Southside Bancshares (SBSI) in Tyler, Texas, has returned to acquisitions by agreeing to buy a bank that had long been rumored to be exploring its options.
Southside on Tuesday agreed to buy OmniAmerican Bancorp (OABC) for $307 million in cash and stock in a deal executives at both companies call a negotiated transaction. It is the first deal for the $3.4 billion-asset Southside since it completed a small acquisition in 2007.
Southside and the $1.4 billion-asset OmniAmerican began discussing a deal in late February, says Sam Dawson, Southside's chief executive.
"Obviously we are finicky shoppers," Dawson says. "We've been looking at two or three deals a year for the last few years. We came close last year, but the price didn't work out. Same thing happened the previous year."
The deal is a "game changer" for Southside, says Brady Gailey, an analyst at Keefe, Bruyette & Woods, because it gives the sleepy bank in east Texas a significant toehold in Fort Worth, where it has four branches. OmniAmerican, which is based in Fort Worth, has 14 branches. The merger will give Southside the second-biggest deposit market share in Tarrant County.
For OmniAmerican, the deal comes roughly 15 months after it reached the third anniversary of its conversion from a mutual savings bank to a stock-owned company. At the three-year mark, converted thrifts are often prime takeout candidates and, given that it was in Texas, the speculation around OmniAmerican has been particularly feverish.
Though it has heard pitches from investment banks while also looking for ways to deploy its capital, Tim Carter, OmniAmerican's chief executive, says the company had avoided the chatter and had been working on improving itself.
Carter joined the company in 2007 after the sudden death of former CEO Larry Duckworth. The former credit union, which had become a mutual bank a year earlier, was in the beginning of its conversion to a stock corporation but had to delay the conversion as it dealt with problems. Since the conversion, Carter and his team have been working on turning the thrift into a commercial bank but there was still work to do, he says, and the Southside deal fulfills that.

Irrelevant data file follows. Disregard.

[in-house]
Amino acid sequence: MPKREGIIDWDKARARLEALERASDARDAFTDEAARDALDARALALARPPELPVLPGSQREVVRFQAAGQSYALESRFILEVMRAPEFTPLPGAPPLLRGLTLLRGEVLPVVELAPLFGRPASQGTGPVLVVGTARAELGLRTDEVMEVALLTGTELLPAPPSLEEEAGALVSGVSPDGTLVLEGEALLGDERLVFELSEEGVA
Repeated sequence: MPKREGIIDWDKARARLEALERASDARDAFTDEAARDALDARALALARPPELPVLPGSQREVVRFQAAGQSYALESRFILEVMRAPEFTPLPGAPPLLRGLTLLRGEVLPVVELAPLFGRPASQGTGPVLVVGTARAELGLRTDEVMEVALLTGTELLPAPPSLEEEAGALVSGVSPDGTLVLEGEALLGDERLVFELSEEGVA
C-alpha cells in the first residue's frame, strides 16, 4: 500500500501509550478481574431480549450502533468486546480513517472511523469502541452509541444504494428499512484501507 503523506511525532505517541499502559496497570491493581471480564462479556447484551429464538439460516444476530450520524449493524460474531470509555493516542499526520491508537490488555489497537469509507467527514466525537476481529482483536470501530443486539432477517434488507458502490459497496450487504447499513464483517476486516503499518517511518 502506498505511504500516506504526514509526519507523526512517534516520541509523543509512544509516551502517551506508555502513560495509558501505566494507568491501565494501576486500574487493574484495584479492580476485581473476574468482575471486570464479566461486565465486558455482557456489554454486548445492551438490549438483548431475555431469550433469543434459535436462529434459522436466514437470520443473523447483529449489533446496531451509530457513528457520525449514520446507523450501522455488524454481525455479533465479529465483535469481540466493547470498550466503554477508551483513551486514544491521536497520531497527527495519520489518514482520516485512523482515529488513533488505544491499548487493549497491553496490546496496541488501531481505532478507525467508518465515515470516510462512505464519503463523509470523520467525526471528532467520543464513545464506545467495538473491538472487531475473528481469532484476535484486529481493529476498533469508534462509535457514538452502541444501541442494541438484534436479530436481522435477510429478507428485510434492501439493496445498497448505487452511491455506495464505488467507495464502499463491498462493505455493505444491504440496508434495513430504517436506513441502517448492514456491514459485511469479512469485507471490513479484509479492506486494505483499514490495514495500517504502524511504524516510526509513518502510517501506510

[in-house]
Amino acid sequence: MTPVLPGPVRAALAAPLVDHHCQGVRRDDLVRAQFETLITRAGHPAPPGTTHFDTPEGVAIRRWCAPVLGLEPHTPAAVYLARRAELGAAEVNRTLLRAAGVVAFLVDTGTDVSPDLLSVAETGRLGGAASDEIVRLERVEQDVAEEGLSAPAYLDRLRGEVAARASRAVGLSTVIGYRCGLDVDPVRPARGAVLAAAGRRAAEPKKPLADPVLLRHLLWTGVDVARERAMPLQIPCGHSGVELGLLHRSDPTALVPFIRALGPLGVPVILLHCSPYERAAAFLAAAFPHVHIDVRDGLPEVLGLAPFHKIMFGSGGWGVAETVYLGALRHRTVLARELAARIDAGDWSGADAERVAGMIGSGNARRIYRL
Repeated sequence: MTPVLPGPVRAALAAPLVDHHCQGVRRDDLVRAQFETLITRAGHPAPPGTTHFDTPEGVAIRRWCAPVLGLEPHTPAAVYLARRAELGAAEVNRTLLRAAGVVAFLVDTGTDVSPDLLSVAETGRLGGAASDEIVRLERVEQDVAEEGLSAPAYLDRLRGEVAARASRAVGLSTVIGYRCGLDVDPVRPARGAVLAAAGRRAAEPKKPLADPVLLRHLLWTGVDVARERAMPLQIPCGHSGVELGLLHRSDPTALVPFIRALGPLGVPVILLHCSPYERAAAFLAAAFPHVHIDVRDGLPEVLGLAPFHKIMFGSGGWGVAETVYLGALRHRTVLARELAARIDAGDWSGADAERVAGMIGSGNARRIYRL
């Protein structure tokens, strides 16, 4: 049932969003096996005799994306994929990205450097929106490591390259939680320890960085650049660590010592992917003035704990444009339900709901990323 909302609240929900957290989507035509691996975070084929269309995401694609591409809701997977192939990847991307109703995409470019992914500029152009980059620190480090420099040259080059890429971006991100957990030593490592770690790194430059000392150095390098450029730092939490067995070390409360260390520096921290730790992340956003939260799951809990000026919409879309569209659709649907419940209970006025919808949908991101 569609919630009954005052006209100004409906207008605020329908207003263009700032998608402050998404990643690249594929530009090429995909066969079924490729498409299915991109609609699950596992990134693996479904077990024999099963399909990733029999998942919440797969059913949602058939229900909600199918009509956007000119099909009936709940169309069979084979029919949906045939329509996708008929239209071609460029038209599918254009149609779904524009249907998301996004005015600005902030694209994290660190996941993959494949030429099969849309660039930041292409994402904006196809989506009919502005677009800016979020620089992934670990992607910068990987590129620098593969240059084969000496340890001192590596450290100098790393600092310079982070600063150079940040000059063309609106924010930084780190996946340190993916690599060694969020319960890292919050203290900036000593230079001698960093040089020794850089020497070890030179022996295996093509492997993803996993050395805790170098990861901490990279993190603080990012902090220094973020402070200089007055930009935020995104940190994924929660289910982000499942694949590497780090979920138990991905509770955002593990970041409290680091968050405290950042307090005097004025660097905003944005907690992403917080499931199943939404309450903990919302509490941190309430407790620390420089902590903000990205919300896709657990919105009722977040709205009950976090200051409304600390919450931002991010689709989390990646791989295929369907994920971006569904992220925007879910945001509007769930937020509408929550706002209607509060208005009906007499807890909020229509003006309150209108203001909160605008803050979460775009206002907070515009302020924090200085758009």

"We did a great job of cleaning up the bank in terms of asset quality, but we are still inefficient and not where we need to be" in terms of profitability, Carter says. "Southside has great profitability, it is efficient and takes us to the next level and we bring them loans from this market."
Priced at 147% of OmniAmerican's tangible book value, the deal is among the smallest premiums paid in Texas recently. There have been 10 deals announced in Texas in the last 12 months, with a median premium of 200% of the seller's tangible book value.
"I was a little disappointed there wasn't more of a premium," says Theodore Kovaleff, president of Informed Sources Service Group and an OmniAmerican investor. Kovaleff, however, says the company's "lackluster" performance may explain the discount relative to other Texas deals.
OmniAmerican's earnings are weighed down by higher expenses. The company hasn't reported earnings for the first quarter, but its efficiency ratio was 80% at Dec. 31.
"Their higher expense base has held back their profitability," says Brady Gailey, an analyst at Keefe, Bruyette & Woods who covers both companies. "An 80% efficiency ratio is high, especially in Texas."
OmniAmerican's capital skews the tangible book value metric, Dawson says. The company's tangible common equity ratio was nearly 15% at the end of 2013; if it was a more-normalized level, roughly 8% or so, the price to tangible book value would be "a little over two times," he says.
Still, other dealmakers in the market noted that Southside is paying 44 times OmniAmerican's last 12-month earnings, compared to 18 times earnings median for peer group sales.
"That's aggressive, even for this market," says C.K. Lee, a managing director at Commerce Street Capital, a Dallas investment bank.
The disparity between price to tangible book value and price to earnings was expected to be an issue in selling OmniAmerican, says Daniel Bass, a managing director at Performance Trust Capital Partners. While it is a larger bank with a good market share in a hot M&A market, it was not a big earner.
"It is hard to pay market value for it because of the earnings," Bass says. "But maybe price to earnings is not relevant. Southside likely sees enough revenue enhancements or expense cuts to get what it wants.... It does have a lot of value, it just wasn't making enough money."